chapter  3
20 Pages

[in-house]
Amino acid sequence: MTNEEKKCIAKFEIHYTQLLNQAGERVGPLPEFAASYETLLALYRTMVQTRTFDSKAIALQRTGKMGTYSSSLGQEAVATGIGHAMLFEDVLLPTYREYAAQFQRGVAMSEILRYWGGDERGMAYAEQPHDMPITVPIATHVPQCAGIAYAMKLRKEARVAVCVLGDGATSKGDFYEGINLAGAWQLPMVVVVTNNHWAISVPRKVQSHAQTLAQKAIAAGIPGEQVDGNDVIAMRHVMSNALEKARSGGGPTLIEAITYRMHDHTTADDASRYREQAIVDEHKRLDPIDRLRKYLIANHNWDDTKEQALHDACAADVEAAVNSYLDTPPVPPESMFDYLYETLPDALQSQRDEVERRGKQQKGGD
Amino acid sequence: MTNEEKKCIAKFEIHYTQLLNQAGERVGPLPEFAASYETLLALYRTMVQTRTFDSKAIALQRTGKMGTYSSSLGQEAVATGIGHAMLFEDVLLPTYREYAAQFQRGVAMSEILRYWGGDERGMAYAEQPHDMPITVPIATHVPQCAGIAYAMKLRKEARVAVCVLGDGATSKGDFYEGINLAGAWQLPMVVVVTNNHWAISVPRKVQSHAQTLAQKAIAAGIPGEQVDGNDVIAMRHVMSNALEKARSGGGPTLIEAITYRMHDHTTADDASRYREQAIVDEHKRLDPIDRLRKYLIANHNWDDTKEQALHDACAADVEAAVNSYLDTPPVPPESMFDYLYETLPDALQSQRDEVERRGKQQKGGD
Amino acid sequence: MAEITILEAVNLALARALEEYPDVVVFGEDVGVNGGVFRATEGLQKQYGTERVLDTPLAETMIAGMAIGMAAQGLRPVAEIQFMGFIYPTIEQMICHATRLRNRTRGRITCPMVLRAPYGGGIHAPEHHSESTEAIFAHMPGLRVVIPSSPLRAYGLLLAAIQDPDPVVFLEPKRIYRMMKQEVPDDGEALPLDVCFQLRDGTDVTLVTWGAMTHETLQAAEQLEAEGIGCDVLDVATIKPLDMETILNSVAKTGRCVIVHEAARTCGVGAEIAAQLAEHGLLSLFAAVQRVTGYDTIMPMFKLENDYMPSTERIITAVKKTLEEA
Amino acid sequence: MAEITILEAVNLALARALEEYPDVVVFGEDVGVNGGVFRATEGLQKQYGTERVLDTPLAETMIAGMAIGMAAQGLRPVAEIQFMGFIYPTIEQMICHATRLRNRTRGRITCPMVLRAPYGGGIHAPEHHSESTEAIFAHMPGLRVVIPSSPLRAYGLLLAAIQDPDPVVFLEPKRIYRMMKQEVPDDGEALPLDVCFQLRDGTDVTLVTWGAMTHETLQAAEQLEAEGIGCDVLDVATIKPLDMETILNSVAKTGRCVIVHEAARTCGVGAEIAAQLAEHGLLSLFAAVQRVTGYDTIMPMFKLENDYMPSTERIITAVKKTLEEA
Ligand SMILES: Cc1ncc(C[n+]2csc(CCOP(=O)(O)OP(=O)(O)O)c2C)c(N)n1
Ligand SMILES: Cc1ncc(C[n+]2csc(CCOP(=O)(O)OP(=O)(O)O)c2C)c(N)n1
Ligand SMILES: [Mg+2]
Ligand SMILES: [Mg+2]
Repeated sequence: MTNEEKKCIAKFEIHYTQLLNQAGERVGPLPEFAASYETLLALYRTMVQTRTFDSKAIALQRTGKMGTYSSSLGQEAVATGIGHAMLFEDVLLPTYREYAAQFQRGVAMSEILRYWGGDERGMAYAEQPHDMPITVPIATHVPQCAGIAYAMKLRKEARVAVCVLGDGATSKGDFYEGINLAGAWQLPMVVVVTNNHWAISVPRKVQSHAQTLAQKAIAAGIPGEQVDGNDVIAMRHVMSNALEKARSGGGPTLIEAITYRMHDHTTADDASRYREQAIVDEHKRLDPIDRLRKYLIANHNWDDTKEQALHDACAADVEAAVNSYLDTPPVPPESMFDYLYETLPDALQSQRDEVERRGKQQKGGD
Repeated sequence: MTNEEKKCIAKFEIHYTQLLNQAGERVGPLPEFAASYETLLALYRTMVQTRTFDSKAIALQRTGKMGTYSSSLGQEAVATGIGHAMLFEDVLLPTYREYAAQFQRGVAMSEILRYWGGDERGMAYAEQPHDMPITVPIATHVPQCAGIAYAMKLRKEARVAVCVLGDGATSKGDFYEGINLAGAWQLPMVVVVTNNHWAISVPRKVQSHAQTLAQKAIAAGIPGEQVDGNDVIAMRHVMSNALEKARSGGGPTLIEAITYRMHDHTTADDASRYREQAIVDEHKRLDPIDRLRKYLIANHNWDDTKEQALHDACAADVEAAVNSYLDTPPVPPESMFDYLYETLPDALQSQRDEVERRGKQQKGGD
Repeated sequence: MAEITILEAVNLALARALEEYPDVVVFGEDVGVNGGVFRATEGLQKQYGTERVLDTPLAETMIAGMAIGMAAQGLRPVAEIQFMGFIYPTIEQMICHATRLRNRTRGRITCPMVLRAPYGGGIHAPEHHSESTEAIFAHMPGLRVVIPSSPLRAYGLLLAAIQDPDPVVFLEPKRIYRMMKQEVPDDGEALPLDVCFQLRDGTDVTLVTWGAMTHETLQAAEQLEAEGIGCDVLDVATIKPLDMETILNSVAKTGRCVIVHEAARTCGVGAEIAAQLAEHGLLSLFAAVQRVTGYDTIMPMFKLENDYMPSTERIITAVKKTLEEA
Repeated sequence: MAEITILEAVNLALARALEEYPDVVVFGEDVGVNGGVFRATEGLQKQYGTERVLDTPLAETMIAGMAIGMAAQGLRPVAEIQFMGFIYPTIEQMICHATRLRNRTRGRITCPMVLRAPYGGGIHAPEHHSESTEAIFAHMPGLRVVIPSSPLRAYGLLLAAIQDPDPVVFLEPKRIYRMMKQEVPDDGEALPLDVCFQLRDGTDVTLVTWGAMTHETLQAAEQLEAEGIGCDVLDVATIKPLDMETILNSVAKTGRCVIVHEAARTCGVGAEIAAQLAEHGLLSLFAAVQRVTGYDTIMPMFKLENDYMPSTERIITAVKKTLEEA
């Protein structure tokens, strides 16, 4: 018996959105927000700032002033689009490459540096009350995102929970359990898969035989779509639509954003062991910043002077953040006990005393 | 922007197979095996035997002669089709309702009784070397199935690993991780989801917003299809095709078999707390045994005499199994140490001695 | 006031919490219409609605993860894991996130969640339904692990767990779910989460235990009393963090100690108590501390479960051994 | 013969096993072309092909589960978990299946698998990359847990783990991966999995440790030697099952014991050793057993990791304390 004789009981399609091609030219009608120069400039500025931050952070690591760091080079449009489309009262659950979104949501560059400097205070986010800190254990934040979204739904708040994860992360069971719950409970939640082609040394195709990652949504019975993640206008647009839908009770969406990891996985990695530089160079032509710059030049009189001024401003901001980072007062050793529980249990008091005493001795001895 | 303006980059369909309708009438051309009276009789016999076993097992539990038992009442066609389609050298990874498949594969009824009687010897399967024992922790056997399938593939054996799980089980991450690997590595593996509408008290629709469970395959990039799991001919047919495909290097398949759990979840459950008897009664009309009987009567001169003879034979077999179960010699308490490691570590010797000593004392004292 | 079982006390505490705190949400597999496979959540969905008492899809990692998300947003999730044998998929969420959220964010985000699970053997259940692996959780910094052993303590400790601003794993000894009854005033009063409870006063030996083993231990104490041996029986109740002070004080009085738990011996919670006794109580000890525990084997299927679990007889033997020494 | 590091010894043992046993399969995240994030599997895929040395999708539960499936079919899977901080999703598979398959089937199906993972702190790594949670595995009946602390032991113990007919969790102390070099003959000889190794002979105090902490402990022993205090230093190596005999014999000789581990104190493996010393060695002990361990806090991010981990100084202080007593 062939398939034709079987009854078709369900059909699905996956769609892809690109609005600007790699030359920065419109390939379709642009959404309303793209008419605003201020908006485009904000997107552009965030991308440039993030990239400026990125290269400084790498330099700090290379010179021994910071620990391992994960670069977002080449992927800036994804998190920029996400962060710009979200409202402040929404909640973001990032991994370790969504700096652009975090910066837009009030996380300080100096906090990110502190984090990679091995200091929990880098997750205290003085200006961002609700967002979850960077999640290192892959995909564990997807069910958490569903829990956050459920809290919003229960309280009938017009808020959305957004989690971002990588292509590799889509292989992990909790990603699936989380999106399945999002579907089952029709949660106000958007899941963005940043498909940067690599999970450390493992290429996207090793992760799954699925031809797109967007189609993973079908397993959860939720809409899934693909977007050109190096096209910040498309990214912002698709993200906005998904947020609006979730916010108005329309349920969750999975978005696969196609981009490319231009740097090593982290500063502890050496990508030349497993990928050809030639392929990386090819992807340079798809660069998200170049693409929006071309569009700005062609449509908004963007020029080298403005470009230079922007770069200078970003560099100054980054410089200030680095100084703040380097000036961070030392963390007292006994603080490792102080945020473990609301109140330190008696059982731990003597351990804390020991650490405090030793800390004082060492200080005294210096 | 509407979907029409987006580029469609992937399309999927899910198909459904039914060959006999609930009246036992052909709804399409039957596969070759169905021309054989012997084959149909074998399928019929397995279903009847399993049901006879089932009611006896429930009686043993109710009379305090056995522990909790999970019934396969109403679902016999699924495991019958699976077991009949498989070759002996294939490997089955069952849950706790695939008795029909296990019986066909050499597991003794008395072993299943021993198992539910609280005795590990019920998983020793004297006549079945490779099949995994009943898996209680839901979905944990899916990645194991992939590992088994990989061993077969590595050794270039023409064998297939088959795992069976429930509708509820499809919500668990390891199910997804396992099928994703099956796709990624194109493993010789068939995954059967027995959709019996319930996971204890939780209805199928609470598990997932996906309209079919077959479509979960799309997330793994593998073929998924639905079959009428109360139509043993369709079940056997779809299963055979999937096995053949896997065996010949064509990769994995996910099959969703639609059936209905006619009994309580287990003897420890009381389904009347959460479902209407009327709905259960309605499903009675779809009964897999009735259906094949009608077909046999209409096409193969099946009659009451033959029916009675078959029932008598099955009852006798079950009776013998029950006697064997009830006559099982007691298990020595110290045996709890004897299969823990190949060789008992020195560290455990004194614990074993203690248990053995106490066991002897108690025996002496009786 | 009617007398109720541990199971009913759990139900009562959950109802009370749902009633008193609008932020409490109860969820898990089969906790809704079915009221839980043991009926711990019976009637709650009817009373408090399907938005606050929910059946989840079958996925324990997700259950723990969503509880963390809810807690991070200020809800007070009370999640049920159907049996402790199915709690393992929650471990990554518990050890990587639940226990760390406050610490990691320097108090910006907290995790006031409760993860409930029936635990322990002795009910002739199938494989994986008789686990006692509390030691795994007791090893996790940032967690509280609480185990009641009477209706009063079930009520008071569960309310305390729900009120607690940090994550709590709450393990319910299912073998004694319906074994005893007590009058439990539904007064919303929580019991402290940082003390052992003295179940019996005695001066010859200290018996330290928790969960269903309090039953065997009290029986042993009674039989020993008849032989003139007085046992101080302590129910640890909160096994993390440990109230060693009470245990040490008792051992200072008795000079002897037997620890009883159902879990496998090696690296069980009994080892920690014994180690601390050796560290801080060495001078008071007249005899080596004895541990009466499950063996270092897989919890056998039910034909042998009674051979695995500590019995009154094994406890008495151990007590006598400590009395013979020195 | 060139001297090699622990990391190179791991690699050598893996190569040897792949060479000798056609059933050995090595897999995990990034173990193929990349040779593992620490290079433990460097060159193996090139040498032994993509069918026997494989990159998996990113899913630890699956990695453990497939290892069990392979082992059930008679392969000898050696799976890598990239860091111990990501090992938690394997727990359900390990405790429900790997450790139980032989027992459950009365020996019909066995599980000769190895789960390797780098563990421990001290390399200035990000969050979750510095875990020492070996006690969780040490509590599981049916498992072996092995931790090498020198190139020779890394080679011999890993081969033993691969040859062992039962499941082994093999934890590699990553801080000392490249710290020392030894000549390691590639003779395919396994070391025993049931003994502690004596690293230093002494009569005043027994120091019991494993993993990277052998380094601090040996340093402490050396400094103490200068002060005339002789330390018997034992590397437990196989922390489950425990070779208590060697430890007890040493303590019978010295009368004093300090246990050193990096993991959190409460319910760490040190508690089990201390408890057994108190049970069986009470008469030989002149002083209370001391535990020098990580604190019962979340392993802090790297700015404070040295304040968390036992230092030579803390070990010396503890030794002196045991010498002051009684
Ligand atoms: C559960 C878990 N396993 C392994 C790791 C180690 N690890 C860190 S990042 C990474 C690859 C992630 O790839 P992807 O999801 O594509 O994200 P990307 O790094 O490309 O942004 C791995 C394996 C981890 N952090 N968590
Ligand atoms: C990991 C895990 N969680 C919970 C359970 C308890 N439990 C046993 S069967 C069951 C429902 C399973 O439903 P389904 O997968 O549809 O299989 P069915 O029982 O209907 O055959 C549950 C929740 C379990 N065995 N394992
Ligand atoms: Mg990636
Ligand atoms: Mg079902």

Over the past two decades, diagnosis of Asperger's Syndrome has been a topic of continuing professional debate. Although Asperger's Syndrome is universally viewed as a neurologically based pervasive developmental disorder (PDD) associated with deficits in social interactions and narrow or obsessional interests (Meyer & Minshew, 2002; Volkmar & Klin, 2000), experts disagree over its diagnostic validity. Is Asperger's Syndrome a distinct condition, qualitatively different than autistic disorder? Or is it equivalent to high-functioning autism, existing at the mild end of the autistic spectrum (Szatmari, 1992, 1998, 2000)? The meaning and the scope of the concept of diagnosis also generate differing views. For many professionals, diagnosis is simply analogous to classification. However for others, the true value of diagnosis lies within the broader concept of assessment as an "analytic information gathering process directed at understanding the nature of the problem, its possible causes, treatment options and outcomes" (Mash & Terdal, 1997, p. 12).